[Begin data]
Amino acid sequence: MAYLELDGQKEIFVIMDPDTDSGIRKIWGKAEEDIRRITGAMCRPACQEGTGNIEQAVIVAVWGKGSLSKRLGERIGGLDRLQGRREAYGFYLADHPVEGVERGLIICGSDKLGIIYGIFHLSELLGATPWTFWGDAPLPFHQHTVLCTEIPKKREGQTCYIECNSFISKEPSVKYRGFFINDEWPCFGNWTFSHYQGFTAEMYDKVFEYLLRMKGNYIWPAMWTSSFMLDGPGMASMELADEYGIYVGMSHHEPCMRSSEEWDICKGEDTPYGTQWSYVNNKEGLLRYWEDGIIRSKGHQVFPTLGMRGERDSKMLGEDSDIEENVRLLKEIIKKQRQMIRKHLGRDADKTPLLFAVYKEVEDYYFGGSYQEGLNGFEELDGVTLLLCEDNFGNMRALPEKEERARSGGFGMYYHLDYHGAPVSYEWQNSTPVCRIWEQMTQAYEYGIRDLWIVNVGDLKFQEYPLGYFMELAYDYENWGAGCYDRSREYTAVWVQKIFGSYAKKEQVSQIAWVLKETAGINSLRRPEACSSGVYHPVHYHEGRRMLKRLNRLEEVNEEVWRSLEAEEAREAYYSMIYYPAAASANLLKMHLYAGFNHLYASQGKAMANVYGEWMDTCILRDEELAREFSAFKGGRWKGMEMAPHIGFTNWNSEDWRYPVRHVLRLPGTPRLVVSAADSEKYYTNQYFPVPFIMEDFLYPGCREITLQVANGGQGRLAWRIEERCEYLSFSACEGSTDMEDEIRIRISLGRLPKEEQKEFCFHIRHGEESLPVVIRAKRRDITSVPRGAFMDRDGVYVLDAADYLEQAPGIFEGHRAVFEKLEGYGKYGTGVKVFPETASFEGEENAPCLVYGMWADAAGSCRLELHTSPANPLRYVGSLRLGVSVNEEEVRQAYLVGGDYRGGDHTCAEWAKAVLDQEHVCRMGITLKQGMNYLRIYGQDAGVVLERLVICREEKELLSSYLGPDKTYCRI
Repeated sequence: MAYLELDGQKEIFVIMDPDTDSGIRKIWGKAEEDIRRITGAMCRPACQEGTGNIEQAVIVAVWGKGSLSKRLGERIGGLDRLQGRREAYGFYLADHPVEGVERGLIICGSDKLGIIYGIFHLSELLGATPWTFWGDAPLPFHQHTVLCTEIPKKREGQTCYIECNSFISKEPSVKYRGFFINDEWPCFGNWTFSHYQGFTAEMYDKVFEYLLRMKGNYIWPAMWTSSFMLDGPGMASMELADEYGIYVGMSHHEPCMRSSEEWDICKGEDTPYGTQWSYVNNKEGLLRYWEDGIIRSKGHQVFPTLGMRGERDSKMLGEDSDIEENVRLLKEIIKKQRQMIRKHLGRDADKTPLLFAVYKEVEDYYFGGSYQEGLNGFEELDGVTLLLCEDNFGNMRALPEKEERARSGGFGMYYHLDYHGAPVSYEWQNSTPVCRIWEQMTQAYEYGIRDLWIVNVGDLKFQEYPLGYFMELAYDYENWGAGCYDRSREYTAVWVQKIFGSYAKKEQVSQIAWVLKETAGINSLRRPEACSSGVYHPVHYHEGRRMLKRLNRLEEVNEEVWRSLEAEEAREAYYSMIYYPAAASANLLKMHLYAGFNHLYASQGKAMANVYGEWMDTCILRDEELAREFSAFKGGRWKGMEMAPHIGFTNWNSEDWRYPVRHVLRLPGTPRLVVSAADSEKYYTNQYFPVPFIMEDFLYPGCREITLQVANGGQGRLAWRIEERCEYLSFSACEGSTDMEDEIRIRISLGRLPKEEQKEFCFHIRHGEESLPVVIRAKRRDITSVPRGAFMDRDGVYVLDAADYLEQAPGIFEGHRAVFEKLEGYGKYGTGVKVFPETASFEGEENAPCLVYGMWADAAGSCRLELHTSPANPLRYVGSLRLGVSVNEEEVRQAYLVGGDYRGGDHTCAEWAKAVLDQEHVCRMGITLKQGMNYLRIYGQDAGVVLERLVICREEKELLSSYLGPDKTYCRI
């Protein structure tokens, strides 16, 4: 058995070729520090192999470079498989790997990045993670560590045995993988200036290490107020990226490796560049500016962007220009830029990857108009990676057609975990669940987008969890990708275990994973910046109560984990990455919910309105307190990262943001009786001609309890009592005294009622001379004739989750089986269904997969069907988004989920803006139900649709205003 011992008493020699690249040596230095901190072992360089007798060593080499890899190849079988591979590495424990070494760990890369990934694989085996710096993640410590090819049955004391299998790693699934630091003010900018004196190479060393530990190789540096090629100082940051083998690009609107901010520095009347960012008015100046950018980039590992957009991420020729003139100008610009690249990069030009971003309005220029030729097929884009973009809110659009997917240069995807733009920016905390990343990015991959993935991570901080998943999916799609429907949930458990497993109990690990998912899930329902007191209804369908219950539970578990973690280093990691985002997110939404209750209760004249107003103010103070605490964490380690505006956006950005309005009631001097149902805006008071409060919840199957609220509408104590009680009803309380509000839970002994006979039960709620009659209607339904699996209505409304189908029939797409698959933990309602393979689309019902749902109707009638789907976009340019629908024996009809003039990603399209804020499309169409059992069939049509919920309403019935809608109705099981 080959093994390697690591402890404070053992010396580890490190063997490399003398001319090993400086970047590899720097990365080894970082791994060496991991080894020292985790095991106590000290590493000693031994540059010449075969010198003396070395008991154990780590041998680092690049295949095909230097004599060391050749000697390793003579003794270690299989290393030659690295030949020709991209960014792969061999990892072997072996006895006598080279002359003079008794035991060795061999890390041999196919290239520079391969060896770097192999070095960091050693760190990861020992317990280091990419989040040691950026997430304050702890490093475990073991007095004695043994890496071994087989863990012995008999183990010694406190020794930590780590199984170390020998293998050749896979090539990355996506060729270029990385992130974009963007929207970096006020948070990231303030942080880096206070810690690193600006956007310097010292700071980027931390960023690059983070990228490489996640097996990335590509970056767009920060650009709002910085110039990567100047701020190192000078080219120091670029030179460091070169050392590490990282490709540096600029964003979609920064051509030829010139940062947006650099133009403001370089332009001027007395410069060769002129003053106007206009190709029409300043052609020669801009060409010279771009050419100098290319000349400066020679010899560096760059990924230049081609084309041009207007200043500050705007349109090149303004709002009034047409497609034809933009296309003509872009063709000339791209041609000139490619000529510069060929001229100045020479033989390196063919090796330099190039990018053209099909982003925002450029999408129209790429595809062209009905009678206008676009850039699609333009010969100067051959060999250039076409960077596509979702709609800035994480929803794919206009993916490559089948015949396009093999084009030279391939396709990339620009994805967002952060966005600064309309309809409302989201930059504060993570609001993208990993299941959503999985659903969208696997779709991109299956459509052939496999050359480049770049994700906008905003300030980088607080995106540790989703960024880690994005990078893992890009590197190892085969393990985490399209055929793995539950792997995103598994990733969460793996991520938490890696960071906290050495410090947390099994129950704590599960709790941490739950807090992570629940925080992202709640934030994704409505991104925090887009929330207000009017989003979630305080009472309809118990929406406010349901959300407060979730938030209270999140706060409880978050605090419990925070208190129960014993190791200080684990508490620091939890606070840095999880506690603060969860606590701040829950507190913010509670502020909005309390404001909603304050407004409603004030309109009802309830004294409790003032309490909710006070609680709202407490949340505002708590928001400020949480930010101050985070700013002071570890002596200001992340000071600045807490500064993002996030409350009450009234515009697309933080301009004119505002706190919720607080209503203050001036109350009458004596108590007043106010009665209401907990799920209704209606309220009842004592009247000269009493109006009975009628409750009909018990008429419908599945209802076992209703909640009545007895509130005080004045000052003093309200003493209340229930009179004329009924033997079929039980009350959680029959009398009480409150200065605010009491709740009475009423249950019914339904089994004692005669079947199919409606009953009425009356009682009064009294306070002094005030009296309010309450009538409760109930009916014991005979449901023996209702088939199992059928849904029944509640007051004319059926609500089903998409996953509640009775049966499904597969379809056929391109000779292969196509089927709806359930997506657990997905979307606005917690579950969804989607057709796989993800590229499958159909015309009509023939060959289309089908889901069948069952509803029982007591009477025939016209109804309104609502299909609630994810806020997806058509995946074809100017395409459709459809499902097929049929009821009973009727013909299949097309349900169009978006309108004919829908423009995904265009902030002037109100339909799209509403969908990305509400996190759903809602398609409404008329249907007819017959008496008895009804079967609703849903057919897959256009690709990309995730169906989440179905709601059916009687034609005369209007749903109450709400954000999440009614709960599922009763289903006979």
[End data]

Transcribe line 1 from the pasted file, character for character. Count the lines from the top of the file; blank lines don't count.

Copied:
Amino acid sequence: MAYLELDGQKEIFVIMDPDTDSGIRKIWGKAEEDIRRITGAMCRPACQEGTGNIEQAVIVAVWGKGSLSKRLGERIGGLDRLQGRREAYGFYLADHPVEGVERGLIICGSDKLGIIYGIFHLSELLGATPWTFWGDAPLPFHQHTVLCTEIPKKREGQTCYIECNSFISKEPSVKYRGFFINDEWPCFGNWTFSHYQGFTAEMYDKVFEYLLRMKGNYIWPAMWTSSFMLDGPGMASMELADEYGIYVGMSHHEPCMRSSEEWDICKGEDTPYGTQWSYVNNKEGLLRYWEDGIIRSKGHQVFPTLGMRGERDSKMLGEDSDIEENVRLLKEIIKKQRQMIRKHLGRDADKTPLLFAVYKEVEDYYFGGSYQEGLNGFEELDGVTLLLCEDNFGNMRALPEKEERARSGGFGMYYHLDYHGAPVSYEWQNSTPVCRIWEQMTQAYEYGIRDLWIVNVGDLKFQEYPLGYFMELAYDYENWGAGCYDRSREYTAVWVQKIFGSYAKKEQVSQIAWVLKETAGINSLRRPEACSSGVYHPVHYHEGRRMLKRLNRLEEVNEEVWRSLEAEEAREAYYSMIYYPAAASANLLKMHLYAGFNHLYASQGKAMANVYGEWMDTCILRDEELAREFSAFKGGRWKGMEMAPHIGFTNWNSEDWRYPVRHVLRLPGTPRLVVSAADSEKYYTNQYFPVPFIMEDFLYPGCREITLQVANGGQGRLAWRIEERCEYLSFSACEGSTDMEDEIRIRISLGRLPKEEQKEFCFHIRHGEESLPVVIRAKRRDITSVPRGAFMDRDGVYVLDAADYLEQAPGIFEGHRAVFEKLEGYGKYGTGVKVFPETASFEGEENAPCLVYGMWADAAGSCRLELHTSPANPLRYVGSLRLGVSVNEEEVRQAYLVGGDYRGGDHTCAEWAKAVLDQEHVCRMGITLKQGMNYLRIYGQDAGVVLERLVICREEKELLSSYLGPDKTYCRI